Rural Areas: A faster Europe

The impact of the pandemic has focused on cities, but it has also highlighted the differences between rural areas; we need to bridge these gaps as part of our recovery, urges Niklas Nienass.
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By Niklas Nienass

Niklas Nienass (DE, Greens/EFA) is a member of Parliament’s Industry, Research and Energy Committee

24 Jun 2021

Rural areas cover half of Europe and are home to around 20 percent of the population. However, rural areas are also among the poorest regions in the European Union, with with income support through direct payments significantly below the European average.

As an MEP, I am one of the co-Chairs of The European Parliament’s Intergroup on Rural, Mountainous and Remote Areas (RUMRA) & Smart Villages and member of the Regional Development Committee.

As such, I believe that Europe’s rural areas hold great potential for the future. Not only do rural areas offer a home to many people among Europe, they are also home to a huge range of plants and animals, making them vitally important to Europe’s biodiversity. These aspects also make them a place for leisure and recreation.

“The COVID-19 crisis has highlighted the problems that rural areas had been fighting in recent decades”

Yet there are a lot of challenges to overcome. The COVID-19 crisis obviously created many problems, but at the same time also offered quite a few solutions.

These regions, far from the city as they are, often suffer from demographic change, as young people tend to move away for apprenticeships, study and better jobs, despite that fact that young people are also needed in these areas. It is crucial for the different transformation processes to ensure all types and ages of people are active within rural areas.

Transformations such as building an eco-social economy to tackle climate change and making a just transition from using coal to renewable energies depend on creative and highly educated people making their contribution. It also needs handcraft and mid-market companies to strengthen regional production.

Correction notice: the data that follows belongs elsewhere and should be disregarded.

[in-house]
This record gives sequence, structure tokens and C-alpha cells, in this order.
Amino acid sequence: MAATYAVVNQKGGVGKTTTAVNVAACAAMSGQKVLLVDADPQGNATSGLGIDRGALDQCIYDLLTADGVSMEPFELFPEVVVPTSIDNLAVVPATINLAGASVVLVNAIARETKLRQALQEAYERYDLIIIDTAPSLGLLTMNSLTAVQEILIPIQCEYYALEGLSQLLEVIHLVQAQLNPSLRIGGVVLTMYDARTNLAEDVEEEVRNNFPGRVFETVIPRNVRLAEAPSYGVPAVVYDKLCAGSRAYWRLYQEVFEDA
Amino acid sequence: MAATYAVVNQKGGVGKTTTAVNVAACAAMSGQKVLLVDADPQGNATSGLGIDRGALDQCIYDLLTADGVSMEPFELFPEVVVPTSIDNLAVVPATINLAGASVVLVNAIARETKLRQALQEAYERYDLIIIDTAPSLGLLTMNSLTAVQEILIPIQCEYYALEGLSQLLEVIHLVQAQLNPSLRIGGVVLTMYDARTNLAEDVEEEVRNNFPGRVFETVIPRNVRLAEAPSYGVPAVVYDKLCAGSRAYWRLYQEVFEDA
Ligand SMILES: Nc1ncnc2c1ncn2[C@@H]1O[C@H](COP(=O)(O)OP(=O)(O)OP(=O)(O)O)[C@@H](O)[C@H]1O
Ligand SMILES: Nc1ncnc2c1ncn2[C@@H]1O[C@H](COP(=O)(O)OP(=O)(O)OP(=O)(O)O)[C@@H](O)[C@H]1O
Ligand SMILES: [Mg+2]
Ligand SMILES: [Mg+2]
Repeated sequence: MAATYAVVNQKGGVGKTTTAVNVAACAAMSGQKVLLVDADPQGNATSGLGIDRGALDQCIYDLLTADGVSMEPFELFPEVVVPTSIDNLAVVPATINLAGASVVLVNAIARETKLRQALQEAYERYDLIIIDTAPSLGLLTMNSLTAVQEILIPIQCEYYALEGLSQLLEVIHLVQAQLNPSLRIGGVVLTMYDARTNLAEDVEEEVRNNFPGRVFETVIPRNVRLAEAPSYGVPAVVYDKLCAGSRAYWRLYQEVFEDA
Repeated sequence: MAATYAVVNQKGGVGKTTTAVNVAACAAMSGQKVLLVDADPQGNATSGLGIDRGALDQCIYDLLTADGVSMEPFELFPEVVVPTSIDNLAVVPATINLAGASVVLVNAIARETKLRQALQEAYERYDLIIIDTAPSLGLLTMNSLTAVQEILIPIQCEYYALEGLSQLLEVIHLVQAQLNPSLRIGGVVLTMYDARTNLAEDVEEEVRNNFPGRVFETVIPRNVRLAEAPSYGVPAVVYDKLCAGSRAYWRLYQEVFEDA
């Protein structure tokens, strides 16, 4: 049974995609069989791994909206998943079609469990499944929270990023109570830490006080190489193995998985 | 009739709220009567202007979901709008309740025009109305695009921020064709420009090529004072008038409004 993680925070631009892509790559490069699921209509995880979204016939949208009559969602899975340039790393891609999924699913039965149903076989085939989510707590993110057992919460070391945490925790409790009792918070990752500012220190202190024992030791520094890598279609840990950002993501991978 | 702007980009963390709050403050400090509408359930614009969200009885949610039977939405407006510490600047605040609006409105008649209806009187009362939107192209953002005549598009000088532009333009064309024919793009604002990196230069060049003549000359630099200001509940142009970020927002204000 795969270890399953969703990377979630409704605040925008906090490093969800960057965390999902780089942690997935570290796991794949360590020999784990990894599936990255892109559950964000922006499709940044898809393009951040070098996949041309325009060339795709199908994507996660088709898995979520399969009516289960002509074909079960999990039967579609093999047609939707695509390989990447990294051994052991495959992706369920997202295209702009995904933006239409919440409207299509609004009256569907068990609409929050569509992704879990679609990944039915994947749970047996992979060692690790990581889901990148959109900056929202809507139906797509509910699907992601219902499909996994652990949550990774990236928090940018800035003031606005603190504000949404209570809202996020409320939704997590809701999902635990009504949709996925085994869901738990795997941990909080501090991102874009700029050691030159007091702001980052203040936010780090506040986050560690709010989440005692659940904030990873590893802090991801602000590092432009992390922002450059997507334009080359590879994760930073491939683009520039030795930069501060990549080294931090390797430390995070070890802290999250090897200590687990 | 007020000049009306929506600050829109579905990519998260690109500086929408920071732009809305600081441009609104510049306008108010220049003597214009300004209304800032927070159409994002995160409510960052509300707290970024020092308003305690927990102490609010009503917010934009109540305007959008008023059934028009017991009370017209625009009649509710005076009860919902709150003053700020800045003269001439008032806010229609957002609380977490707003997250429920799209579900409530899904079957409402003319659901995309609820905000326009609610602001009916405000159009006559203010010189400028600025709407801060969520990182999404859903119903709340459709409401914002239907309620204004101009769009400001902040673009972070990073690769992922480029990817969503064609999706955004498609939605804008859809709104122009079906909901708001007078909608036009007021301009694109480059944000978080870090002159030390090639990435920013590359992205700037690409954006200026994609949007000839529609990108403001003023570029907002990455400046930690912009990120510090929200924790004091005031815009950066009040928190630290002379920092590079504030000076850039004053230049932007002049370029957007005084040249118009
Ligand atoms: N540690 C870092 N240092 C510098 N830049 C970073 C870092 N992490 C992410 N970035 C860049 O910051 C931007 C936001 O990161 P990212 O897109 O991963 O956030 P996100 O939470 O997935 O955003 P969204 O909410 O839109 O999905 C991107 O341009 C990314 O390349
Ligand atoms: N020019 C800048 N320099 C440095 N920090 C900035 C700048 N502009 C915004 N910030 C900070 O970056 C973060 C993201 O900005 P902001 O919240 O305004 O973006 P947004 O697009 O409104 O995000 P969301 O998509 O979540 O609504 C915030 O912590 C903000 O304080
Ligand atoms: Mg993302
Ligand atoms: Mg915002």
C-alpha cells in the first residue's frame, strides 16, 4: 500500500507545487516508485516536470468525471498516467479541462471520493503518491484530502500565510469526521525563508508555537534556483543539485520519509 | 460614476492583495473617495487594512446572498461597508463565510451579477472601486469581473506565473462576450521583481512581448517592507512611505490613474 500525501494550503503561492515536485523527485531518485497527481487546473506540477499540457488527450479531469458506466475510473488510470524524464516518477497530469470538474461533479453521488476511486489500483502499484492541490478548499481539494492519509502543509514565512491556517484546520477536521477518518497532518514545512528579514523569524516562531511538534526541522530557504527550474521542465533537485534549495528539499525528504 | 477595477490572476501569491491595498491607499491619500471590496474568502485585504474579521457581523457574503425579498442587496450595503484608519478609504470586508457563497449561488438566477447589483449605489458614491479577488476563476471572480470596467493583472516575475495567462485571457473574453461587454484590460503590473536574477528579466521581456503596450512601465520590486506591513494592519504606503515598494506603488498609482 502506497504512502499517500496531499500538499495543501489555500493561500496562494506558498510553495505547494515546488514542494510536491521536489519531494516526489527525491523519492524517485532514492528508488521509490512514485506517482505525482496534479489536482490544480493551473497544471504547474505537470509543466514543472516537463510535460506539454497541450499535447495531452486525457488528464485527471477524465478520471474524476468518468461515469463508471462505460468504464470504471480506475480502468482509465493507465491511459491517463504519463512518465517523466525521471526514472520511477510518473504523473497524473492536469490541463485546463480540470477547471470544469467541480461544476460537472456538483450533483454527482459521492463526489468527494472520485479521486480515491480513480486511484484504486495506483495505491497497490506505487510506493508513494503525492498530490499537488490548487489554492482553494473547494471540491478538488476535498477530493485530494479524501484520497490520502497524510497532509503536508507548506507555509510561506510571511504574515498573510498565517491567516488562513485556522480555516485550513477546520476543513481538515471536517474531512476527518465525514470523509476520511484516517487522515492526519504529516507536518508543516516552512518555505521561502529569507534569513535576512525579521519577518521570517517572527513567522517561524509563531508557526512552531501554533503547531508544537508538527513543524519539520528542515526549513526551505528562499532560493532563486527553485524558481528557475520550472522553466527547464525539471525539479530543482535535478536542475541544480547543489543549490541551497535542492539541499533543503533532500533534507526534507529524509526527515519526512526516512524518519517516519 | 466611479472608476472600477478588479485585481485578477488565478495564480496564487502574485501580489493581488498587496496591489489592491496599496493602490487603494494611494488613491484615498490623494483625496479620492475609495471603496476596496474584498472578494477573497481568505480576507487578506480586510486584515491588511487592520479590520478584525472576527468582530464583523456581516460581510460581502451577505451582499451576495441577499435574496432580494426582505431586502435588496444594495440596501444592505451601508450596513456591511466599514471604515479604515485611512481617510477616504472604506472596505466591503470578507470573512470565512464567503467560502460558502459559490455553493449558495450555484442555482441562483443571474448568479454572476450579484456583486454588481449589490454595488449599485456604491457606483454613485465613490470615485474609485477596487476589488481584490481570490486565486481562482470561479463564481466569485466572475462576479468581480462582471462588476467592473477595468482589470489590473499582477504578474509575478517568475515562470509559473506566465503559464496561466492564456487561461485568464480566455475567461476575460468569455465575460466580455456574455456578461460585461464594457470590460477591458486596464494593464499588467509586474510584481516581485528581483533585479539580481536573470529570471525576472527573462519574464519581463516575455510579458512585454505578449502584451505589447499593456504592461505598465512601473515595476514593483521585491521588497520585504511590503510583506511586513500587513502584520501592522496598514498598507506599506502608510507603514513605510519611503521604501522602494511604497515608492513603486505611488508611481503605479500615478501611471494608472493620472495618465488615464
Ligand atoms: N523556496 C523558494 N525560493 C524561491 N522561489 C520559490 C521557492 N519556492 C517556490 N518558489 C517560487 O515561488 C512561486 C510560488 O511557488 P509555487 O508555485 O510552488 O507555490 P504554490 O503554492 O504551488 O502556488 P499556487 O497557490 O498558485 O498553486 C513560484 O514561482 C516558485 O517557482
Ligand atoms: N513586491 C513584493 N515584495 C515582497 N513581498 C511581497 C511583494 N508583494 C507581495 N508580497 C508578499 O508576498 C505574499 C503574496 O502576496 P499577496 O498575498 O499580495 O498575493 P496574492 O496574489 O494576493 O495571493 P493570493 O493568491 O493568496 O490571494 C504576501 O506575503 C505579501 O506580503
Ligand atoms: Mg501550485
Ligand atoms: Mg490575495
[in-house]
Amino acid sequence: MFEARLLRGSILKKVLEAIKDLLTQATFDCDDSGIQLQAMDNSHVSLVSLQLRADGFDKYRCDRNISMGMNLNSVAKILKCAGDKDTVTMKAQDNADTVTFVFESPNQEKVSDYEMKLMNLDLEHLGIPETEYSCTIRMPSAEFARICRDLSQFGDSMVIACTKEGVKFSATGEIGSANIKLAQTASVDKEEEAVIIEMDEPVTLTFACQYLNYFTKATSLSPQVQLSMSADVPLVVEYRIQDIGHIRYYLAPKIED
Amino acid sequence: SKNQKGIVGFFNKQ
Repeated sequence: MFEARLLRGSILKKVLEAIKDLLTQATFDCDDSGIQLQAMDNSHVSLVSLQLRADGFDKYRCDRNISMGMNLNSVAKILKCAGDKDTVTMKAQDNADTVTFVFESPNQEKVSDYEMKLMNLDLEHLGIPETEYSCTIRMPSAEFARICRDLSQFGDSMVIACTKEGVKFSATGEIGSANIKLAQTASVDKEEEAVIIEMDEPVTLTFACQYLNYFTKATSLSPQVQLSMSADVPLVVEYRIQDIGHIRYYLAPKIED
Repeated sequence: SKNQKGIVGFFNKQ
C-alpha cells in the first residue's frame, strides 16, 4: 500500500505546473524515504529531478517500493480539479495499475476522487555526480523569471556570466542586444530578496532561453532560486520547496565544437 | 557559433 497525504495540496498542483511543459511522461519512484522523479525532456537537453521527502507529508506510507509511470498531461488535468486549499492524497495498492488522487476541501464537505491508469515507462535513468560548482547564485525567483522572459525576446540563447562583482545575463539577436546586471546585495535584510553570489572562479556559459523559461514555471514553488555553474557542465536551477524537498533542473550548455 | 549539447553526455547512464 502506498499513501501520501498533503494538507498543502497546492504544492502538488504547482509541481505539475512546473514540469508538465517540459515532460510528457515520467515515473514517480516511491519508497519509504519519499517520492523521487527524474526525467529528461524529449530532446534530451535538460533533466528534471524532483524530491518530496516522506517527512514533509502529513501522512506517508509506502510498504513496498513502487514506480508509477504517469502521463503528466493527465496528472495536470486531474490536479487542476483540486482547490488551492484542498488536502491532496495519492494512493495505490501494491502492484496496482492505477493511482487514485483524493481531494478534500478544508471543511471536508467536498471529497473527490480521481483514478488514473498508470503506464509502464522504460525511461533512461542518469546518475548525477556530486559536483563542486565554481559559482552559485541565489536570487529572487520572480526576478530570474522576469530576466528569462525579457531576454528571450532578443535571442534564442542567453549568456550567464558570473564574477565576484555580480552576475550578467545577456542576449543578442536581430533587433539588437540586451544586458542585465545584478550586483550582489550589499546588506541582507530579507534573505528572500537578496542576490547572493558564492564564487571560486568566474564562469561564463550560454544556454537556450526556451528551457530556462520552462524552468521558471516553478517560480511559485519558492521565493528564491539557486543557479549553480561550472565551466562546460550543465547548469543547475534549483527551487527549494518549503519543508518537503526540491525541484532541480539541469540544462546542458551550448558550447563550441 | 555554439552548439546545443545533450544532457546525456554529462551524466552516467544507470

The COVID-19 crisis has highlighted the problems that rural areas had been facing in recent decades. In particular, the lack of digitalisation and health contribution has deteriorated over the last year or so, further spreading injustice and inequality.

The health sector has been cut back in most of Europe’s rural areas over the last few years. Demographic change and skills shortages have led to many medical practices remaining vacant. As a result, it is harder for people in the countryside to access a doctor than it is in urban areas.

Worse still, the doctors that are available are often far away. With no trains or buses running, it is even harder to reach them particularly for elderly people without cars.

Demographic change and skills shortages are not the only the reason for a poorer health distribution; money shortages over the last years have also been an issue. Many countries tried to transform clinics and health distribution into companies that make money.

As a consequence, many institutions were ultimately closed down. Their reachability was reduced, equipment was cut back and accessibility for people in rural areas got worse in comparison to those living in the cities. Through this, the health sector within the EU failed.

The inequalities seen during the COVID-19 crisis cannot only be viewed in terms of health distribution but also in terms of digitalisation. Within Europe, the level of digitalisation in rural areas varies. Some regions already have good internet connectivity; those regions had a great opportunity to benefit from the COVID-19 crisis.

While there was basically no freedom left for people living within Europe‘s cities, people in small towns or the countryside were able to maintain their quality of life. As a result, a lot of people from the cities moved to rural regions to come together in co-working spaces.

Regions without good internet connectivity suffered even more during the crisis, because while thousands of people were able to work from home, large parts of the population in more remote areas had no chance to work from home or from an office.

“The inequalities seen during the COVID-19 crisis cannot only be viewed in terms of health distribution but also in terms of digitalisation”

The different outcomes of rural areas with varying infrastructure has brought these differences into sharp relief; the problems made inequality even worse. 

We can identify how the COVID-19 crisis was not only a potential problem in big cities around Europe. Rather, the lack o f infrastructure, health distribution and digitalisation in rural areas has sharpened inequality within different regions in Europe.

The European Union and its Member States must apply effort to developing rural areas to the levels seen in urban regions. The potential for rural Europe and those that live in rural area is huge and only needs the EU to realise the opportunity. To do so, we must consider rural areas in Europe’s COVID-19 recovery plans.

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